In the northeastern part of West Virginia, between two small ranges of the Appalachian System, known as Schaffenaker and Bear Garden Mountains, lies the beautiful little village of Capon Bridge. Capon River, a clear stream of water fed by numerous mountain springs flows through the valley. This river was formerly called by the Indians "Ka-Kapon," meaning "To be found again," and was frequently used as a means of transportation for lumber, floating it down to the Potomac on rafts. Capon River was first crossed by a covered bridge in the center of the village, thus the origin of the town's name, Capon Bridge. The old covered bridge, being washed out in 1889, was later replaced by an open wooden one and recently by a modern metal structure.
The old northwestern turnpike running through the center of the village was surveyed by George Washington and his men, and was traveled many times by troops of soldiers, it being the main route connecting different forts, one, Fort Edwards, a short distance below the bridge. During the stage coach days taverns were scattered along the pike to accommodate travelers. The three known in this section were: The old Lovett homestead, two miles of here; what is now Frye's Inn in Capon Bridge, and the present Webster home two miles to the east. The early settlers were engaged in several skirmishes with the Indians in and near Capon Bridge. Darts and Indian heads are found to this day in various places. The last stand was made against the Indians in parts of what is now Hampshire, Hardy, and Mineral counties. The Northwestern Turnpike is now a national highway, known as Route 50.
About the year 1880 Capon Bridge was comprised of not more than fourteen homes and the entire area owned by a few families. Dr. J. J. T. Offutt, formerly of Charles Town, W. Va., was the first physician. He was succeeded by his son, Dr. J. S. Offutt, until his death nine years ago. Since that time Dr. II. L. Henry, of Elk Garden, W. Va., has been the practicing physician.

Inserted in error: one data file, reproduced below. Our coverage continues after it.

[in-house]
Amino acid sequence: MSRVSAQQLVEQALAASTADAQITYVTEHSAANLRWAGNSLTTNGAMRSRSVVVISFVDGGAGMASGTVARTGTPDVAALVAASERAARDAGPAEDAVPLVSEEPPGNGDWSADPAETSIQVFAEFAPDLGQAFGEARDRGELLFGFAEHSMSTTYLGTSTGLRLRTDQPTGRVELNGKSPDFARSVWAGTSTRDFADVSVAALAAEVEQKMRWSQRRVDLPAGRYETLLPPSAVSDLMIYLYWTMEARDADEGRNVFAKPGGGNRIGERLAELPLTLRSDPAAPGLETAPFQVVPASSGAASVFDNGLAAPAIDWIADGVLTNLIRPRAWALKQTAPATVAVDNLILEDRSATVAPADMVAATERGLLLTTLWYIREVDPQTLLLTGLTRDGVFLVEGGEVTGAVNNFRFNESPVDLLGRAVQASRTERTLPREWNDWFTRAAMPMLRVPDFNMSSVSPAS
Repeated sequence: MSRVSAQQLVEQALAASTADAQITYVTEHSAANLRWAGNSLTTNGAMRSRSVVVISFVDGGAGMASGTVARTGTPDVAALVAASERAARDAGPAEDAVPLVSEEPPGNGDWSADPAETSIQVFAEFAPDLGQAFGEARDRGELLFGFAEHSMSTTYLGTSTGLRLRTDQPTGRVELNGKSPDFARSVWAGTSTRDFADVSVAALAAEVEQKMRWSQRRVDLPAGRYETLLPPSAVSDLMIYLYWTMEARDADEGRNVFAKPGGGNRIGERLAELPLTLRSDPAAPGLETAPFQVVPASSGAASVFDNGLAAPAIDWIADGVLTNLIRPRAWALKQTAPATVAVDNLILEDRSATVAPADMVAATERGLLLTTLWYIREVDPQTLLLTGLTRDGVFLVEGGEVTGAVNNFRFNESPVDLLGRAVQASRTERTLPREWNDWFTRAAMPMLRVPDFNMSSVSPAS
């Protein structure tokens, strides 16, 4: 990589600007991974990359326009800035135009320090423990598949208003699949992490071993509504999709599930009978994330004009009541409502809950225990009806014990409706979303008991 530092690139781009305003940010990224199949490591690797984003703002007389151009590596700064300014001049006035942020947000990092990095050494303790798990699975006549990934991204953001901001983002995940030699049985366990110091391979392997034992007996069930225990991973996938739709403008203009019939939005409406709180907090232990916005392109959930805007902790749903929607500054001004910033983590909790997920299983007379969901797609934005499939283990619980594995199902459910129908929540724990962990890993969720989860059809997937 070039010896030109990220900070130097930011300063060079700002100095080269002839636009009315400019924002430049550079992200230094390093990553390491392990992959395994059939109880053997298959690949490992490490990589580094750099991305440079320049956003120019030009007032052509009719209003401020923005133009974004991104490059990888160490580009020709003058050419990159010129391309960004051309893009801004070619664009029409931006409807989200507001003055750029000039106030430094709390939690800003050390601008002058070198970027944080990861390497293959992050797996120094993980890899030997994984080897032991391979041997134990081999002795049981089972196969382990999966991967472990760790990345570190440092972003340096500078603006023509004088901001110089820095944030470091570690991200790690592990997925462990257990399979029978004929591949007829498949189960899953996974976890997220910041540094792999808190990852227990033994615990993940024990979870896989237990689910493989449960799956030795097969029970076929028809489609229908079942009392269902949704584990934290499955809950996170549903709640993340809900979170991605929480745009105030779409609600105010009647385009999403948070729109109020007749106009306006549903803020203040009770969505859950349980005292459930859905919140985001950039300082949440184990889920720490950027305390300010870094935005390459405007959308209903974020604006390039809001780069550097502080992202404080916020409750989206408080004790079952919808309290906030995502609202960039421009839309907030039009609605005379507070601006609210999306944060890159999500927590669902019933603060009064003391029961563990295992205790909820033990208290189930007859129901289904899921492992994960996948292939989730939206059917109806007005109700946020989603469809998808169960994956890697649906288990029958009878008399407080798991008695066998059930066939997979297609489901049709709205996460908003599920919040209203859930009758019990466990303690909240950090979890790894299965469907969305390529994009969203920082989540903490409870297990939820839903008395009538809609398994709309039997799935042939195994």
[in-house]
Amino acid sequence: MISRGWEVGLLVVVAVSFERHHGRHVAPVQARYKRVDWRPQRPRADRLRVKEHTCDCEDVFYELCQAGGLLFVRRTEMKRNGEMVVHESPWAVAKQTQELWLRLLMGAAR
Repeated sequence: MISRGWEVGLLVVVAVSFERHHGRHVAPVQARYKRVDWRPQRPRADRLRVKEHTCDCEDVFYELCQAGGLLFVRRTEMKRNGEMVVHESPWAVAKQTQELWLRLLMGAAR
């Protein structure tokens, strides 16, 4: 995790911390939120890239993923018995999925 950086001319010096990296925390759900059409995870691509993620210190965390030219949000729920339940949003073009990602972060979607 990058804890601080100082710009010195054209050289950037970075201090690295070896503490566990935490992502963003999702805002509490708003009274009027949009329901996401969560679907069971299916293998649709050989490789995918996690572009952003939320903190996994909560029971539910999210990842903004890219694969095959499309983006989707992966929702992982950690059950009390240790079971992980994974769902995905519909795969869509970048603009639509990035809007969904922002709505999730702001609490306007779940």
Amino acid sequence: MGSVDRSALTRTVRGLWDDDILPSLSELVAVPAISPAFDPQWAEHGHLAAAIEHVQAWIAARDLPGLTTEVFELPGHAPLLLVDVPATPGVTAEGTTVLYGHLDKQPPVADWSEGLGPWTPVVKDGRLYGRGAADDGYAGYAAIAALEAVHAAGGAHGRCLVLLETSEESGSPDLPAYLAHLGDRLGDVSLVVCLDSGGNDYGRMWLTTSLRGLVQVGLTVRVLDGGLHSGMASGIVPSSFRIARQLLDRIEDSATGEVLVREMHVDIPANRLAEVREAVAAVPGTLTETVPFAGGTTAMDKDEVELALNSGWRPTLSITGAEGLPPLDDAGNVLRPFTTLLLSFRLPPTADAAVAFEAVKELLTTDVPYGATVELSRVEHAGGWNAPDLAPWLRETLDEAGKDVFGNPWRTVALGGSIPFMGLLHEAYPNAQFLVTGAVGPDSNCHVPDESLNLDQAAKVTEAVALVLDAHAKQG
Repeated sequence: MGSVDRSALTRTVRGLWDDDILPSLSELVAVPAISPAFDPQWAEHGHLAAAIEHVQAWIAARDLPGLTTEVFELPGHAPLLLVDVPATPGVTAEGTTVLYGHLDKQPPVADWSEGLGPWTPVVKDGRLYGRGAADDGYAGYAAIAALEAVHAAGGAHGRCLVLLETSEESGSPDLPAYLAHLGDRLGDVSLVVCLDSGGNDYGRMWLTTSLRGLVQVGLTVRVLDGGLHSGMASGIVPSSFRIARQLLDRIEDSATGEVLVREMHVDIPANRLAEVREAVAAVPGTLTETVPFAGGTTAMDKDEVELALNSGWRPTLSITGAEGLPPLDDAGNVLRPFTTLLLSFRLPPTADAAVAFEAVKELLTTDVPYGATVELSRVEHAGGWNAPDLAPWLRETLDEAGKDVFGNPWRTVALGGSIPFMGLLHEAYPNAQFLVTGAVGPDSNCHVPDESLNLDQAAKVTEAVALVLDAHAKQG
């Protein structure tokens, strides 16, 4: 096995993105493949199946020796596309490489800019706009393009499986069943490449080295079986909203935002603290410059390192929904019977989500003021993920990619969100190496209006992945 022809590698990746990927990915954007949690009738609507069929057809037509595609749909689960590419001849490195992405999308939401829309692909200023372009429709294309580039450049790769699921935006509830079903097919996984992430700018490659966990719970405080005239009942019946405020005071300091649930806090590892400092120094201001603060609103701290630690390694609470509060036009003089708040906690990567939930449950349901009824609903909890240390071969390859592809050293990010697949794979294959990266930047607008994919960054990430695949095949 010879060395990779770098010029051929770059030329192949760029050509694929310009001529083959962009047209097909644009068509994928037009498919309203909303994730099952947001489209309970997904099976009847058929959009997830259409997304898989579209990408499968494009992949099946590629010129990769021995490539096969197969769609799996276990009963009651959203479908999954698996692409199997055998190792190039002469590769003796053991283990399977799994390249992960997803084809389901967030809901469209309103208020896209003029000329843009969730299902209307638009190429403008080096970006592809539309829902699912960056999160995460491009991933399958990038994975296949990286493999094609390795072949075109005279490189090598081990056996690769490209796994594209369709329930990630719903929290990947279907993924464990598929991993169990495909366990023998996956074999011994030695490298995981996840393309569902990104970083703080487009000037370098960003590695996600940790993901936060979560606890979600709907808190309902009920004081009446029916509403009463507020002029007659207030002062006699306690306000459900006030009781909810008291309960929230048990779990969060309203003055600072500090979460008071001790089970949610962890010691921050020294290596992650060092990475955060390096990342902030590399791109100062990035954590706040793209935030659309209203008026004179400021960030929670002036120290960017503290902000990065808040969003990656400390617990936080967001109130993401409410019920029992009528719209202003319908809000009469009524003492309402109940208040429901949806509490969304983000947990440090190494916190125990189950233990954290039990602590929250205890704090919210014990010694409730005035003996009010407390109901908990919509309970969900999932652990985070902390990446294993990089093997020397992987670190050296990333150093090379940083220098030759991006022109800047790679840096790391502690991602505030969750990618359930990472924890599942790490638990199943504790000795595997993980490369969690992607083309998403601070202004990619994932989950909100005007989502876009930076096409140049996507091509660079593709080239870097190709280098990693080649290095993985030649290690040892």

Probably the oldest house in Capon Bridge is the old Evan Caudy home, owned by Mrs. Mintie Oates Eaton. In 1833 James Caudy built the brick house now owned by Mr. A. L. Pugh. About seventy years ago the McDonalds ran a store in one room of this house. The old house of Dr. J.J.T. Offutt is now occupied by a Mr. Adams, near Gore, it being moved prior to the erection of the late Dr. J. S. Offutt home. The old log tavern owned Eli Beall is still sheltering travelers. It is known at present as Frye's Inn. Mr. Marvin Hook now owns the original John A. Smith house recently occupied by Fenton Riley. The one owned by Mrs. Frank Spaid is also quite old. Colonel Samuel Cooper sold his little one and a half story log house to C.M. McDonald, and it was moved where it now stands, occupied by Guy Larrick and family. He then built what is now known as Moss Rock Inn, where he lived until his death. The old Hook house, occupied by Albert Oates, the old log building owned by Mr. Henry Slonaker, formerly one of the Caudy homes, and the house occupied by Mr. Frank Schaffenaker were all probably built in the latter part of seventeen hundred.
Mr. Samuel Cooper ran the first store in a building under the old sycamore tree near the present post office. In 1881 and 1882 two more stores were built, one being the Company Store or Capon Supply, as it is now called, the other was on the lot adjoining the Methodist Church and run by Mr. Dan Oglesbee. That building was later torn down.